NFL Graph Theory

So far this year:

New England beat Tennessee; Tennessee beat Detroit; Detroit beat Philadelphia, Philadelphia beat the NY Giants; the Giants beat Carolina; Carolina beat New Orleans; New Orleans beat San Diego; San Diego beat Oakland; Oakland beat Pittsburgh; Pittsburgh beat the NY Jets beat Indianapolis; Indianapolis beat Minnesota; Minnesota beat San Francisco; SAn Francisco beat Green Bay; Green Bay beat Chicago; Chicago beat St. Louis; and St. Louis beat Arizona; who beat the Patriots.

Here’s a directed graph of the entire NFL so far this year with the cycle I described about highlighted in think black edges.  Node size is proportional to the number of team wins, and the colored groups are the divisions.



Posted on October 16, 2012, in Football, NFL, Sports. Bookmark the permalink. 1 Comment.

  1. Question – What is the stochastic component of a football outcome? I.e. if two teams played again, what is the chance that the team that won the first time would also win the second time?

    Second question – Given that stochastic component to football scores, what is the probability that the play offs and super bowl are actually won by the best team?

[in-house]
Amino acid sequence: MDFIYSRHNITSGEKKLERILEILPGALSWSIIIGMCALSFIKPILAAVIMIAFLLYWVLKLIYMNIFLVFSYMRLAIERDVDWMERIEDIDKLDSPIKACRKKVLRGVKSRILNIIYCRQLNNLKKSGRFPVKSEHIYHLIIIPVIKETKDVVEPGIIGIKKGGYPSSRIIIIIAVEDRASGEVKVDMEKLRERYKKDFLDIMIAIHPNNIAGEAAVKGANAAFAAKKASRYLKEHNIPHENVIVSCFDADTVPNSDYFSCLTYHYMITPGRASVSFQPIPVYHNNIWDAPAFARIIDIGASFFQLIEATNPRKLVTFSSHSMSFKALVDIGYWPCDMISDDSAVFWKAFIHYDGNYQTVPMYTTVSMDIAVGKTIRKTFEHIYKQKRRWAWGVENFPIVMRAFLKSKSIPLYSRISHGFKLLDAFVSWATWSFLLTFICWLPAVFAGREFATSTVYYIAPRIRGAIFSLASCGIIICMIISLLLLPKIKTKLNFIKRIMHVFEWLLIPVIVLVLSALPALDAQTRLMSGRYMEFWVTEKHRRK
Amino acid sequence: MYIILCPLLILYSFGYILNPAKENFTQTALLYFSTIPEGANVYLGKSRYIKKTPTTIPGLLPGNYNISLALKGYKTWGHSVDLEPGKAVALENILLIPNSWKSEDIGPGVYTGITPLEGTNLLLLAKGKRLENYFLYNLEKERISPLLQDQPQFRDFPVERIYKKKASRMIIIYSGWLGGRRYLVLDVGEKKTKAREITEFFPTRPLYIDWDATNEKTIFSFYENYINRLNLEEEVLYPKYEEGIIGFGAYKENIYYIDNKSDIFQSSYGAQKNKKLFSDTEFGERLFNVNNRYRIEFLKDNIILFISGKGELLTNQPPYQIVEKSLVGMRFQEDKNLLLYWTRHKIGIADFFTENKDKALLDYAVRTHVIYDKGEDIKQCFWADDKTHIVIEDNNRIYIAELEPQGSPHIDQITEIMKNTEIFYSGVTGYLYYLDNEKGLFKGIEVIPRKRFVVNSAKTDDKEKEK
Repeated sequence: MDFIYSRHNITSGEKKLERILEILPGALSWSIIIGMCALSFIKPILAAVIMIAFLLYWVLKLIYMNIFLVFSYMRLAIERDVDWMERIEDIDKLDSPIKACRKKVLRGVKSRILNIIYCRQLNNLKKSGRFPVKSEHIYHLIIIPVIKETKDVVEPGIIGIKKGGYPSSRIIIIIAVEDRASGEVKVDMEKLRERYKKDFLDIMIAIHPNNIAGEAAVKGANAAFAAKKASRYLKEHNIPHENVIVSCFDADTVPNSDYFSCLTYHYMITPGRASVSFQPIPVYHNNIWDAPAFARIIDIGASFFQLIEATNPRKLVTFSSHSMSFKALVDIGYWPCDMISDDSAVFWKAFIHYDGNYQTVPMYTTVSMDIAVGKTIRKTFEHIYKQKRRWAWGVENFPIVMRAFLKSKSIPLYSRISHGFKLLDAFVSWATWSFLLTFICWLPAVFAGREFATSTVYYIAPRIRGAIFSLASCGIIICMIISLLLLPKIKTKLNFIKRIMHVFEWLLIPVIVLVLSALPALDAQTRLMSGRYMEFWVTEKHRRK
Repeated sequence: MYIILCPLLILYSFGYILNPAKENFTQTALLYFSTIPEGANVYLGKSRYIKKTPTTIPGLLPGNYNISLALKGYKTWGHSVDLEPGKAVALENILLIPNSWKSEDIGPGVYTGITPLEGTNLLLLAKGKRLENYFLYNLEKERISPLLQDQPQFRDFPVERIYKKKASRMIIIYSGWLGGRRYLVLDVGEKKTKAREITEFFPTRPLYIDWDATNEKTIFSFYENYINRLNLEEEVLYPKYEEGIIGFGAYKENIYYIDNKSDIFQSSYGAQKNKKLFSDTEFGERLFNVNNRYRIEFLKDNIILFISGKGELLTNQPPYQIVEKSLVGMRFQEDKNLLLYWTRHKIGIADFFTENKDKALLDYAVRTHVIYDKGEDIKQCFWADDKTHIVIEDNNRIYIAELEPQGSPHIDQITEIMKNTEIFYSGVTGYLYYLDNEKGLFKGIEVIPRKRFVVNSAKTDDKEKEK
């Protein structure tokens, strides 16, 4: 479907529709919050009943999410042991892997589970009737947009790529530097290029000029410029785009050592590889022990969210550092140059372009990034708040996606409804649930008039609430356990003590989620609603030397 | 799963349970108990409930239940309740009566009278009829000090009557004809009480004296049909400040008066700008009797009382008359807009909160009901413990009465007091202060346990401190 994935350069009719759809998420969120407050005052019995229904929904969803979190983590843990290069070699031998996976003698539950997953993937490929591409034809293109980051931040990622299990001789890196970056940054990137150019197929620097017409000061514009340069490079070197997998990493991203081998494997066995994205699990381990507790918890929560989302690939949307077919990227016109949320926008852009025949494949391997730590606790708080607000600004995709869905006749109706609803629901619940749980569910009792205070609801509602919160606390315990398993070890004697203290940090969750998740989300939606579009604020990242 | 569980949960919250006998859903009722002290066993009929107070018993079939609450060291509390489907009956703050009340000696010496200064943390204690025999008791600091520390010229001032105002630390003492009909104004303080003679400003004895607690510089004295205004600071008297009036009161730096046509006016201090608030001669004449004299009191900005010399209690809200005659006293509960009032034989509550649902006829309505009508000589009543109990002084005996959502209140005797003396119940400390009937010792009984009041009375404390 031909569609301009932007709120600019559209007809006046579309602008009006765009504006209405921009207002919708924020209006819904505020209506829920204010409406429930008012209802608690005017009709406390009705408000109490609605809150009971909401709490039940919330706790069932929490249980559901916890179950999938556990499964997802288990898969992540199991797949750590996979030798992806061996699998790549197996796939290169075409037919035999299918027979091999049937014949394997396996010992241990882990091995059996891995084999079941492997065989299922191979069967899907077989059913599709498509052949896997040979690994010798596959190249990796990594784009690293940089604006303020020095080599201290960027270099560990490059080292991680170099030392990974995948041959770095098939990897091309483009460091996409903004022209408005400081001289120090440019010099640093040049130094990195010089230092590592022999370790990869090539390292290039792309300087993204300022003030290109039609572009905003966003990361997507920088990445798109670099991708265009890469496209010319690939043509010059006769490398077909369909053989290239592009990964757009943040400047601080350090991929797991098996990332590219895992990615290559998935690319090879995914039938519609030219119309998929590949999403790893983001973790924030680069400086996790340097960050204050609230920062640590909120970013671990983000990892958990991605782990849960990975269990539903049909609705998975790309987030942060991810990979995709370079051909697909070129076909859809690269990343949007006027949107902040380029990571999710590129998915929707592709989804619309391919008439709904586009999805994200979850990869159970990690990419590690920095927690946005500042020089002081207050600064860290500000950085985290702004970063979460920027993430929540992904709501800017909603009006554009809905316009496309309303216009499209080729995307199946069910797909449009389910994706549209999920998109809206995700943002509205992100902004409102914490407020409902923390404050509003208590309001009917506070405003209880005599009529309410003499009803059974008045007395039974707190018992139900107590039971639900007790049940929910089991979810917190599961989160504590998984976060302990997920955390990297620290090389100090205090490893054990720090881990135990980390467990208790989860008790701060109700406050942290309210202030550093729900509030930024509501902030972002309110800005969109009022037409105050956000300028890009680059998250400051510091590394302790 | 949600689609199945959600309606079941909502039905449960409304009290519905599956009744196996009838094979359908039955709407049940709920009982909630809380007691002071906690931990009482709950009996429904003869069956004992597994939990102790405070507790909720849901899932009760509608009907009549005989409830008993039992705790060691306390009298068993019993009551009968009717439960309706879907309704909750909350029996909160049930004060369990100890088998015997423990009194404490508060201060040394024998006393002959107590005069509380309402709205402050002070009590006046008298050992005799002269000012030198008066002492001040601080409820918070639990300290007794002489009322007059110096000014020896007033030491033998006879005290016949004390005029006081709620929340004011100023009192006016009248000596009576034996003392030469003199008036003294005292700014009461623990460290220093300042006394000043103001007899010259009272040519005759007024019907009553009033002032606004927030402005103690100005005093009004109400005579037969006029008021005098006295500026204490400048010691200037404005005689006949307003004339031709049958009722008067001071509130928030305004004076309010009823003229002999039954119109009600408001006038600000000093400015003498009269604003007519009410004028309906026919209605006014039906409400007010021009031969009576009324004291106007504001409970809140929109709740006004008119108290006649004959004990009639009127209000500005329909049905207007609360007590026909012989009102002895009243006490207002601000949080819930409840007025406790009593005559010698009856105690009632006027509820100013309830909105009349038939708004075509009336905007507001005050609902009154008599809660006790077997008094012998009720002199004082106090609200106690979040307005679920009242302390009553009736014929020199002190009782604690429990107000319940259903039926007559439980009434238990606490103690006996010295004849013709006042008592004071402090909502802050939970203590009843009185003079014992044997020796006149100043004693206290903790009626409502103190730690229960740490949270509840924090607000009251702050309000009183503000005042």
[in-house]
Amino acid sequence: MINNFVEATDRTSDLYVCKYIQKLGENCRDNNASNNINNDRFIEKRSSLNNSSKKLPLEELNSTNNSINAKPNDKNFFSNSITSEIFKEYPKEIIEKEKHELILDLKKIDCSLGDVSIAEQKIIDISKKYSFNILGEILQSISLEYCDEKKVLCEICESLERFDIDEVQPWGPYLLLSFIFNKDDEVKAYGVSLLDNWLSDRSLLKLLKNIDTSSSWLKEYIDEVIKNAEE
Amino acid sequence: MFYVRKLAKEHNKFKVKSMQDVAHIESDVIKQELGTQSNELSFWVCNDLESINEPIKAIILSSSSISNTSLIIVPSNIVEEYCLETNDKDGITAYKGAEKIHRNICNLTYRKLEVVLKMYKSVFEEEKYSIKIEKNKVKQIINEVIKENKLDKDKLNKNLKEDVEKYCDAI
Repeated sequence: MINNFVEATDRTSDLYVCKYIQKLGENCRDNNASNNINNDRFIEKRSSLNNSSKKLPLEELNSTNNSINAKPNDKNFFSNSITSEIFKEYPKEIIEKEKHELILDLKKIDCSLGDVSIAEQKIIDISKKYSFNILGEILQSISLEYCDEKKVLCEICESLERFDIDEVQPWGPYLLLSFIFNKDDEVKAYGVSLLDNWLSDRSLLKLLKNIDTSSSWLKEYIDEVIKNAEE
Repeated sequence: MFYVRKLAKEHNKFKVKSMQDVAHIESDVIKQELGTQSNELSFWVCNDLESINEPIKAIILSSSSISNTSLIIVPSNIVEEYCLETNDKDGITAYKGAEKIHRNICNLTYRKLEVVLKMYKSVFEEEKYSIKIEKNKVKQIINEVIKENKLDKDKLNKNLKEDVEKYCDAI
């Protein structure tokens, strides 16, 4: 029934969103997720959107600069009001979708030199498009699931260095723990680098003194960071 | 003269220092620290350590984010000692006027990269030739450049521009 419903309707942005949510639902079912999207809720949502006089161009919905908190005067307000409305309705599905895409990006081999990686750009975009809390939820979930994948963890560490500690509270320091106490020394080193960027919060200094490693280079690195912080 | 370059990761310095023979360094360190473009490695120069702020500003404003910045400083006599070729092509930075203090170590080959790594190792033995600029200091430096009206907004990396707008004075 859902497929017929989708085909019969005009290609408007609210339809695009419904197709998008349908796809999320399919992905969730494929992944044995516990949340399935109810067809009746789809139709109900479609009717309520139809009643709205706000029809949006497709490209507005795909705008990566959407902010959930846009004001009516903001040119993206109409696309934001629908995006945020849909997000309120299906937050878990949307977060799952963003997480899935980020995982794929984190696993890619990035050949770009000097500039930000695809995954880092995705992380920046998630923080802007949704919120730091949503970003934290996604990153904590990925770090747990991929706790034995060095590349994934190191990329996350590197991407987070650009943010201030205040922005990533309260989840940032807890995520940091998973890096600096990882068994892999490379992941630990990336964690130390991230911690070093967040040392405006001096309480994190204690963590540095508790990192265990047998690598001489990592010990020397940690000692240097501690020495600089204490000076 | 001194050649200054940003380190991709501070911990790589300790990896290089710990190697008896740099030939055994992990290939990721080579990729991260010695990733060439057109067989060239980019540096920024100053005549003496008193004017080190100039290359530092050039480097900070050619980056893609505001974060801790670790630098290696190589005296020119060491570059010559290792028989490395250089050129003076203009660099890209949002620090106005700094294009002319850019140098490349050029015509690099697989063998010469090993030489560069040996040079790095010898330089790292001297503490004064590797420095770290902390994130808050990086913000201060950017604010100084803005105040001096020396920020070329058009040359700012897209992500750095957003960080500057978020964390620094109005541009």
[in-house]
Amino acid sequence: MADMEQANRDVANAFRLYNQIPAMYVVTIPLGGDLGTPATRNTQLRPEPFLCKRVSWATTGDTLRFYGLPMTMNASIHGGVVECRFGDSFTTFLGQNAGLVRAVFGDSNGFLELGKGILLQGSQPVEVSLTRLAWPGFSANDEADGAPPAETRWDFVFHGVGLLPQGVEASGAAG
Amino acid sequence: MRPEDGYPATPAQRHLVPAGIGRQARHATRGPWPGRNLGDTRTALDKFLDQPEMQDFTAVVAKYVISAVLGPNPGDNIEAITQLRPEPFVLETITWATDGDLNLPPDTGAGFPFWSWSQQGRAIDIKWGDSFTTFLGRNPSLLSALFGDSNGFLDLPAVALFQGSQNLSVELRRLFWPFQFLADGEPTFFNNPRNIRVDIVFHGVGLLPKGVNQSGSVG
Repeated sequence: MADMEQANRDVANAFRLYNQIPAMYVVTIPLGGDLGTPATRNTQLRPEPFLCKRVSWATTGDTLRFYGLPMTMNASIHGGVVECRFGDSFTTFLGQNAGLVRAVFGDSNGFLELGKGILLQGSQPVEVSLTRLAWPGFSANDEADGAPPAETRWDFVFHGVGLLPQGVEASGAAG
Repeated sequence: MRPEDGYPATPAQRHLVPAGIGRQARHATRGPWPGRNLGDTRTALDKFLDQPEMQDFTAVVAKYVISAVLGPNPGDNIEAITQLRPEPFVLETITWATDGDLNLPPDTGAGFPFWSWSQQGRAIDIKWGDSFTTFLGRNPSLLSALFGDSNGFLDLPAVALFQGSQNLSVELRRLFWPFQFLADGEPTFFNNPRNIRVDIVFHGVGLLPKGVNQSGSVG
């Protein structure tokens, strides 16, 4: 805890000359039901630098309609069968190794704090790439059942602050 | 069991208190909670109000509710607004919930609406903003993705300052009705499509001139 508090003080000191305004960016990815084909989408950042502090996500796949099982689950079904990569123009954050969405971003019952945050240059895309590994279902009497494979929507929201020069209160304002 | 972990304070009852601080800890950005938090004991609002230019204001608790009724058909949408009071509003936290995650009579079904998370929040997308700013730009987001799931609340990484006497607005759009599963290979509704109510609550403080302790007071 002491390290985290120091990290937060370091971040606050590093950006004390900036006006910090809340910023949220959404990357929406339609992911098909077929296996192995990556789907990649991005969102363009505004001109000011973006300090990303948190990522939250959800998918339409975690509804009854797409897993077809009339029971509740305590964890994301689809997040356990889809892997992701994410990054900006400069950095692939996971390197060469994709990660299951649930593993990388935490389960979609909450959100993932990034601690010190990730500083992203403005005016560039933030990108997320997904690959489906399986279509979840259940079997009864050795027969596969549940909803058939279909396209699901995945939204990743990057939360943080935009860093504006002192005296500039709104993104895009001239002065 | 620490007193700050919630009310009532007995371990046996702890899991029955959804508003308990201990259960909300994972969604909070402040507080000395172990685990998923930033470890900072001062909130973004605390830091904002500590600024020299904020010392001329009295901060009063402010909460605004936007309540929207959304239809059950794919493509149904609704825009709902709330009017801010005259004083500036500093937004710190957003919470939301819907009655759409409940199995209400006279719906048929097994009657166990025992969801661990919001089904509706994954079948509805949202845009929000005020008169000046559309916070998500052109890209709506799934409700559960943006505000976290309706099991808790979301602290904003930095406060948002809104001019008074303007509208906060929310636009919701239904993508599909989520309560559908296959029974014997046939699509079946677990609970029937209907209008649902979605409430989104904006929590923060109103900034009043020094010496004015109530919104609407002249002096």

In baseball, multi game league and world series formats reduce the impact of stochastic fluctuations and increase the probability that the team with the highest probability of winning will be crowned champion. Not so confident about football.

    Note: there is a competing explanation for the presence of cycles. Think “rock, paper, scissors”. Maybe the particular skills of A insure victory over B, and B’s skill set guarantees victory of C. It is still possible that the strengths of C and how they match up against the weaknesses of A will lead to victory of C over A.

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